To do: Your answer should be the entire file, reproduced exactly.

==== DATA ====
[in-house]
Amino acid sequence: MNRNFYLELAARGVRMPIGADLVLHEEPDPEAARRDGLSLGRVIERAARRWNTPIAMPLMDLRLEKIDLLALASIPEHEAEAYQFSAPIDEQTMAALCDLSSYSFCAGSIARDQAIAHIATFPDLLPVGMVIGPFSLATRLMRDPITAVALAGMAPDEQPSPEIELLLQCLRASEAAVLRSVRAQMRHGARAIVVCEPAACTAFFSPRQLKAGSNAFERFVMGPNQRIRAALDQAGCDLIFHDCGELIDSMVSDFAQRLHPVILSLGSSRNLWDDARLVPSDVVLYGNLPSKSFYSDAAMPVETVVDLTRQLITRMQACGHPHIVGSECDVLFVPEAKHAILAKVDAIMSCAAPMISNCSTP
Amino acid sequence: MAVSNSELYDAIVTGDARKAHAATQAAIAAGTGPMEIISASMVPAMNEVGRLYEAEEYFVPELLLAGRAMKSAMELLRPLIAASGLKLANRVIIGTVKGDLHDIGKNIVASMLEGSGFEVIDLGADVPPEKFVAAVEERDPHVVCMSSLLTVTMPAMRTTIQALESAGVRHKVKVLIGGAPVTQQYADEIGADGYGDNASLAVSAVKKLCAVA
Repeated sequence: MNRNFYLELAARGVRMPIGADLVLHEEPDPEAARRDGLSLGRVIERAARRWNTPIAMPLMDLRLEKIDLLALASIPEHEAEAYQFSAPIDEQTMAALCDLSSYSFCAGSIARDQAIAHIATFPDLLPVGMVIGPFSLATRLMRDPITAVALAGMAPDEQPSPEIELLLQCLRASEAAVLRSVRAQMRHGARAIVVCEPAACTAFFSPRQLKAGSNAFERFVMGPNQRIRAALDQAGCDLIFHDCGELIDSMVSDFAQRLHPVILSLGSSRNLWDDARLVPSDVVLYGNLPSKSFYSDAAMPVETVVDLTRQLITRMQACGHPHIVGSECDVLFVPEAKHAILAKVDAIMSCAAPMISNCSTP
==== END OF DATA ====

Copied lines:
[in-house]
Amino acid sequence: MNRNFYLELAARGVRMPIGADLVLHEEPDPEAARRDGLSLGRVIERAARRWNTPIAMPLMDLRLEKIDLLALASIPEHEAEAYQFSAPIDEQTMAALCDLSSYSFCAGSIARDQAIAHIATFPDLLPVGMVIGPFSLATRLMRDPITAVALAGMAPDEQPSPEIELLLQCLRASEAAVLRSVRAQMRHGARAIVVCEPAACTAFFSPRQLKAGSNAFERFVMGPNQRIRAALDQAGCDLIFHDCGELIDSMVSDFAQRLHPVILSLGSSRNLWDDARLVPSDVVLYGNLPSKSFYSDAAMPVETVVDLTRQLITRMQACGHPHIVGSECDVLFVPEAKHAILAKVDAIMSCAAPMISNCSTP
Amino acid sequence: MAVSNSELYDAIVTGDARKAHAATQAAIAAGTGPMEIISASMVPAMNEVGRLYEAEEYFVPELLLAGRAMKSAMELLRPLIAASGLKLANRVIIGTVKGDLHDIGKNIVASMLEGSGFEVIDLGADVPPEKFVAAVEERDPHVVCMSSLLTVTMPAMRTTIQALESAGVRHKVKVLIGGAPVTQQYADEIGADGYGDNASLAVSAVKKLCAVA
Repeated sequence: MNRNFYLELAARGVRMPIGADLVLHEEPDPEAARRDGLSLGRVIERAARRWNTPIAMPLMDLRLEKIDLLALASIPEHEAEAYQFSAPIDEQTMAALCDLSSYSFCAGSIARDQAIAHIATFPDLLPVGMVIGPFSLATRLMRDPITAVALAGMAPDEQPSPEIELLLQCLRASEAAVLRSVRAQMRHGARAIVVCEPAACTAFFSPRQLKAGSNAFERFVMGPNQRIRAALDQAGCDLIFHDCGELIDSMVSDFAQRLHPVILSLGSSRNLWDDARLVPSDVVLYGNLPSKSFYSDAAMPVETVVDLTRQLITRMQACGHPHIVGSECDVLFVPEAKHAILAKVDAIMSCAAPMISNCSTP